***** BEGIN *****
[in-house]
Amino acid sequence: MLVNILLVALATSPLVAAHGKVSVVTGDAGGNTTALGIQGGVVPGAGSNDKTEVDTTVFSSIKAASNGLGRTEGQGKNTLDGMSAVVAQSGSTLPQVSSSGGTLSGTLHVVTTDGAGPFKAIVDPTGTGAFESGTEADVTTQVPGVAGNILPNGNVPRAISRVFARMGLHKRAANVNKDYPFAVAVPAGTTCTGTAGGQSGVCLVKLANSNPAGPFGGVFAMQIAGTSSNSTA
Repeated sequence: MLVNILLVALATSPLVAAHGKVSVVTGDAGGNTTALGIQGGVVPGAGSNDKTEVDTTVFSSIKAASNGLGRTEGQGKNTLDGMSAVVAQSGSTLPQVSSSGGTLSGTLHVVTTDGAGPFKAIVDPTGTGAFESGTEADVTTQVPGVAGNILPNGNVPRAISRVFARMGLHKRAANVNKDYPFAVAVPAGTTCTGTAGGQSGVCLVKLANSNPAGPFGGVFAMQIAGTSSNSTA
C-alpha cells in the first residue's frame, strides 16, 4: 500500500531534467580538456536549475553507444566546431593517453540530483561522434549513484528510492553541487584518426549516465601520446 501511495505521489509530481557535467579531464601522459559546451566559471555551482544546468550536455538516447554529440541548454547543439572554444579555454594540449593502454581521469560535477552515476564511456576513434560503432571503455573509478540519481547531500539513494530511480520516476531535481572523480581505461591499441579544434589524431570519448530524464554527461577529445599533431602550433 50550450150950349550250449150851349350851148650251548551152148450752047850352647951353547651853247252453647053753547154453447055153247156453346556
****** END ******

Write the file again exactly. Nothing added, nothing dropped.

[in-house]
Amino acid sequence: MLVNILLVALATSPLVAAHGKVSVVTGDAGGNTTALGIQGGVVPGAGSNDKTEVDTTVFSSIKAASNGLGRTEGQGKNTLDGMSAVVAQSGSTLPQVSSSGGTLSGTLHVVTTDGAGPFKAIVDPTGTGAFESGTEADVTTQVPGVAGNILPNGNVPRAISRVFARMGLHKRAANVNKDYPFAVAVPAGTTCTGTAGGQSGVCLVKLANSNPAGPFGGVFAMQIAGTSSNSTA
Repeated sequence: MLVNILLVALATSPLVAAHGKVSVVTGDAGGNTTALGIQGGVVPGAGSNDKTEVDTTVFSSIKAASNGLGRTEGQGKNTLDGMSAVVAQSGSTLPQVSSSGGTLSGTLHVVTTDGAGPFKAIVDPTGTGAFESGTEADVTTQVPGVAGNILPNGNVPRAISRVFARMGLHKRAANVNKDYPFAVAVPAGTTCTGTAGGQSGVCLVKLANSNPAGPFGGVFAMQIAGTSSNSTA
C-alpha cells in the first residue's frame, strides 16, 4: 500500500531534467580538456536549475553507444566546431593517453540530483561522434549513484528510492553541487584518426549516465601520446 501511495505521489509530481557535467579531464601522459559546451566559471555551482544546468550536455538516447554529440541548454547543439572554444579555454594540449593502454581521469560535477552515476564511456576513434560503432571503455573509478540519481547531500539513494530511480520516476531535481572523480581505461591499441579544434589524431570519448530524464554527461577529445599533431602550433 50550450150950349550250449150851349350851148650251548551152148450752047850352647951353547651853247252453647053753547154453447055153247156453346556